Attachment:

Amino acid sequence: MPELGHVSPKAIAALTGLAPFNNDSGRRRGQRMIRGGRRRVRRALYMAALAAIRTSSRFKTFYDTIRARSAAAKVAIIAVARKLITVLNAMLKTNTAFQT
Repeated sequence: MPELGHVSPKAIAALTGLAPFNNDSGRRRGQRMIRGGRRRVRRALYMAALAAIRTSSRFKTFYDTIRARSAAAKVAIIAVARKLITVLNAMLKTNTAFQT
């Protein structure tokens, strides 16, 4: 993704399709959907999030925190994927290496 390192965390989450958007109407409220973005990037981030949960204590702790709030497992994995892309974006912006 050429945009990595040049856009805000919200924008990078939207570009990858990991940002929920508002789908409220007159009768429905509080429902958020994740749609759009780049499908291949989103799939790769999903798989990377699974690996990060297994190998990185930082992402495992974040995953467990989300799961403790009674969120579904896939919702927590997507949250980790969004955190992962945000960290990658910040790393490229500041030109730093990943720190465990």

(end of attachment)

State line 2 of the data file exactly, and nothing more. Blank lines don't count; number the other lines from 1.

Repeated sequence: MPELGHVSPKAIAALTGLAPFNNDSGRRRGQRMIRGGRRRVRRALYMAALAAIRTSSRFKTFYDTIRARSAAAKVAIIAVARKLITVLNAMLKTNTAFQT